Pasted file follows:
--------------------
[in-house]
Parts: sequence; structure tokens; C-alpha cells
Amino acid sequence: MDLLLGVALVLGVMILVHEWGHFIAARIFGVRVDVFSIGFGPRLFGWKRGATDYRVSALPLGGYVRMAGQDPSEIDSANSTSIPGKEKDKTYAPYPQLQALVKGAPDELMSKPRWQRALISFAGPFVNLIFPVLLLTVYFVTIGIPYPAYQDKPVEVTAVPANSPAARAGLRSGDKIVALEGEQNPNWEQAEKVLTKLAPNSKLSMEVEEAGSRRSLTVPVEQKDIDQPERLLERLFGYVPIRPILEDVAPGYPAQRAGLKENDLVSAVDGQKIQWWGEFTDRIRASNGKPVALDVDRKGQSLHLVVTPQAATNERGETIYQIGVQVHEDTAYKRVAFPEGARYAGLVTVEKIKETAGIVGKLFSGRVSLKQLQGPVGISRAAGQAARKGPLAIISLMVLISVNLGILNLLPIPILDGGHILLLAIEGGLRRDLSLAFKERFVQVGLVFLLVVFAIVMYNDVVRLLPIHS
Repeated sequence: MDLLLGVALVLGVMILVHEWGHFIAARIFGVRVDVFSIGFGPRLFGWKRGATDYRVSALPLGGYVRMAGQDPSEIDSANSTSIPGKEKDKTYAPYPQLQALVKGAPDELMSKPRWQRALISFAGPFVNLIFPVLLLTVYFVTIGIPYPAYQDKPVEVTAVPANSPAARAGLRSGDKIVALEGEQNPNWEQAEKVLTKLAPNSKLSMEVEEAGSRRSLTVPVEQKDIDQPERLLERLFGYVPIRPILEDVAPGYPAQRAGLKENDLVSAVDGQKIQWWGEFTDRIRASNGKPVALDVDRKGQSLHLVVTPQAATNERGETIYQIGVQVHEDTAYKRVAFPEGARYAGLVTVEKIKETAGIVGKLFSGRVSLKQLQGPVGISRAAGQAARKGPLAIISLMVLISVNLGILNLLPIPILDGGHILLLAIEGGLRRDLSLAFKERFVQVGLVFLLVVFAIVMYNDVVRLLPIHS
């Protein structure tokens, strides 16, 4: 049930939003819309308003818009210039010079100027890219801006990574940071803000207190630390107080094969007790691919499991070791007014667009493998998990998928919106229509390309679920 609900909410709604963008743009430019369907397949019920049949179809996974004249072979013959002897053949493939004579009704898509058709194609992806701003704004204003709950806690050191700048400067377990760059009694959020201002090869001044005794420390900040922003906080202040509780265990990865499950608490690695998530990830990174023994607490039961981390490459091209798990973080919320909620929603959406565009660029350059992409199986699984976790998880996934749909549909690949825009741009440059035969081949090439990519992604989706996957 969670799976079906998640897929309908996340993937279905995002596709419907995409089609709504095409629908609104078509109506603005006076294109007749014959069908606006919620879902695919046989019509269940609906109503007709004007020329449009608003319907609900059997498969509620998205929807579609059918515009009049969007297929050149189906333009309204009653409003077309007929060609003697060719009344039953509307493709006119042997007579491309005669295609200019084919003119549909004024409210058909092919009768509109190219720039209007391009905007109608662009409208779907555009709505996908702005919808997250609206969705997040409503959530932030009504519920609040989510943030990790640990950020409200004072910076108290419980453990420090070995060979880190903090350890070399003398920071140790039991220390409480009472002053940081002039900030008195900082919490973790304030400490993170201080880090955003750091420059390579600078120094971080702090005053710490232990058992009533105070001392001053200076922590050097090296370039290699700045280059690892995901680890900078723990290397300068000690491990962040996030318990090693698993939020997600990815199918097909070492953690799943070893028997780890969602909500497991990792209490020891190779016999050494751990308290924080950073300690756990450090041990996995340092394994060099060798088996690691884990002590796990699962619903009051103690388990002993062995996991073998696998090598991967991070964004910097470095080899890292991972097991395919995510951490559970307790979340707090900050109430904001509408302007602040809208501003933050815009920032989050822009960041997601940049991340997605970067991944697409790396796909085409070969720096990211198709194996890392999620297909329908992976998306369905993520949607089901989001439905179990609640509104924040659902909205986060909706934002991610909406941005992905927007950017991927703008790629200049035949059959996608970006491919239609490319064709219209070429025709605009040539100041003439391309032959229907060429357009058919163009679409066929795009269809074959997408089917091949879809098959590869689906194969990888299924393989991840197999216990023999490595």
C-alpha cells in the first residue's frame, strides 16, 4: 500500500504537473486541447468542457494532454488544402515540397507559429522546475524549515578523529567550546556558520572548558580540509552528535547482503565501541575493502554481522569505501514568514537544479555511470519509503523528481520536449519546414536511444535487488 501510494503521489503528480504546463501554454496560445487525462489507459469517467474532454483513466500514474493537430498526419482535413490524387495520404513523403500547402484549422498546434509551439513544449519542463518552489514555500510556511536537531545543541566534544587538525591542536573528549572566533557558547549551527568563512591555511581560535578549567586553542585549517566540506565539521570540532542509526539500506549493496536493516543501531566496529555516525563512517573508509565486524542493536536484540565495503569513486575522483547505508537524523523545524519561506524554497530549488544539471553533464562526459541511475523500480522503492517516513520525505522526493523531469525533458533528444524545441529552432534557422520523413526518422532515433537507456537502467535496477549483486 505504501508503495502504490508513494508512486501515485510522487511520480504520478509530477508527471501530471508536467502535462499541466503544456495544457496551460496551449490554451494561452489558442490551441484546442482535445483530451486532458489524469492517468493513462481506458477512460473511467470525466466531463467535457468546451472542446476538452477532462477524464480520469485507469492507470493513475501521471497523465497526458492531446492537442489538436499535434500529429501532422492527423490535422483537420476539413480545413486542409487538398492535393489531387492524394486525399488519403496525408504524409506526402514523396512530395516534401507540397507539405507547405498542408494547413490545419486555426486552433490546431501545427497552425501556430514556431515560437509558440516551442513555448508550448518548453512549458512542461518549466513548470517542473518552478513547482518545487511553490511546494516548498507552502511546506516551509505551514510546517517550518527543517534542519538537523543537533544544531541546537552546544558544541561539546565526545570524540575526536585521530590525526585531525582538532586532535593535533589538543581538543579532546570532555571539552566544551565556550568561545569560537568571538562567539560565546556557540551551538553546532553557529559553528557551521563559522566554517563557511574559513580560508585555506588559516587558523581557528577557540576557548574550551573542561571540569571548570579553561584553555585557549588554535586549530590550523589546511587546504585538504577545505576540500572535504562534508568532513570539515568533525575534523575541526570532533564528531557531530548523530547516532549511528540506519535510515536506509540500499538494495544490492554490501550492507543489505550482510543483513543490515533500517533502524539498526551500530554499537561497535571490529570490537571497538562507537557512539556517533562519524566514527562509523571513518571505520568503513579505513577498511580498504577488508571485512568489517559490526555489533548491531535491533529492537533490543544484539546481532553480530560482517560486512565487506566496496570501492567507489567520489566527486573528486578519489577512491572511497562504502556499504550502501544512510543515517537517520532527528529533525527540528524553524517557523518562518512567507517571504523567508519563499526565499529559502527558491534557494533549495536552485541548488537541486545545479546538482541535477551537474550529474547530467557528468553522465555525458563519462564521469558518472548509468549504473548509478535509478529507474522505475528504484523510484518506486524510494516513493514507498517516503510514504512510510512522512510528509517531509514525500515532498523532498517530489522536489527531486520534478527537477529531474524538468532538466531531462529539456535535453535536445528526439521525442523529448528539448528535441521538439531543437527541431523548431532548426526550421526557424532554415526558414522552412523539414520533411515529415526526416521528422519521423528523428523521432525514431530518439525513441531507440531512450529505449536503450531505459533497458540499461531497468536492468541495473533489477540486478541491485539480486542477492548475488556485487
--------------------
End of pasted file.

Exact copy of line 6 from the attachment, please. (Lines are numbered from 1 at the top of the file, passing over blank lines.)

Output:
C-alpha cells in the first residue's frame, strides 16, 4: 500500500504537473486541447468542457494532454488544402515540397507559429522546475524549515578523529567550546556558520572548558580540509552528535547482503565501541575493502554481522569505501514568514537544479555511470519509503523528481520536449519546414536511444535487488 501510494503521489503528480504546463501554454496560445487525462489507459469517467474532454483513466500514474493537430498526419482535413490524387495520404513523403500547402484549422498546434509551439513544449519542463518552489514555500510556511536537531545543541566534544587538525591542536573528549572566533557558547549551527568563512591555511581560535578549567586553542585549517566540506565539521570540532542509526539500506549493496536493516543501531566496529555516525563512517573508509565486524542493536536484540565495503569513486575522483547505508537524523523545524519561506524554497530549488544539471553533464562526459541511475523500480522503492517516513520525505522526493523531469525533458533528444524545441529552432534557422520523413526518422532515433537507456537502467535496477549483486 505504501508503495502504490508513494508512486501515485510522487511520480504520478509530477508527471501530471508536467502535462499541466503544456495544457496551460496551449490554451494561452489558442490551441484546442482535445483530451486532458489524469492517468493513462481506458477512460473511467470525466466531463467535457468546451472542446476538452477532462477524464480520469485507469492507470493513475501521471497523465497526458492531446492537442489538436499535434500529429501532422492527423490535422483537420476539413480545413486542409487538398492535393489531387492524394486525399488519403496525408504524409506526402514523396512530395516534401507540397507539405507547405498542408494547413490545419486555426486552433490546431501545427497552425501556430514556431515560437509558440516551442513555448508550448518548453512549458512542461518549466513548470517542473518552478513547482518545487511553490511546494516548498507552502511546506516551509505551514510546517517550518527543517534542519538537523543537533544544531541546537552546544558544541561539546565526545570524540575526536585521530590525526585531525582538532586532535593535533589538543581538543579532546570532555571539552566544551565556550568561545569560537568571538562567539560565546556557540551551538553546532553557529559553528557551521563559522566554517563557511574559513580560508585555506588559516587558523581557528577557540576557548574550551573542561571540569571548570579553561584553555585557549588554535586549530590550523589546511587546504585538504577545505576540500572535504562534508568532513570539515568533525575534523575541526570532533564528531557531530548523530547516532549511528540506519535510515536506509540500499538494495544490492554490501550492507543489505550482510543483513543490515533500517533502524539498526551500530554499537561497535571490529570490537571497538562507537557512539556517533562519524566514527562509523571513518571505520568503513579505513577498511580498504577488508571485512568489517559490526555489533548491531535491533529492537533490543544484539546481532553480530560482517560486512565487506566496496570501492567507489567520489566527486573528486578519489577512491572511497562504502556499504550502501544512510543515517537517520532527528529533525527540528524553524517557523518562518512567507517571504523567508519563499526565499529559502527558491534557494533549495536552485541548488537541486545545479546538482541535477551537474550529474547530467557528468553522465555525458563519462564521469558518472548509468549504473548509478535509478529507474522505475528504484523510484518506486524510494516513493514507498517516503510514504512510510512522512510528509517531509514525500515532498523532498517530489522536489527531486520534478527537477529531474524538468532538466531531462529539456535535453535536445528526439521525442523529448528539448528535441521538439531543437527541431523548431532548426526550421526557424532554415526558414522552412523539414520533411515529415526526416521528422519521423528523428523521432525514431530518439525513441531507440531512450529505449536503450531505459533497458540499461531497468536492468541495473533489477540486478541491485539480486542477492548475488556485487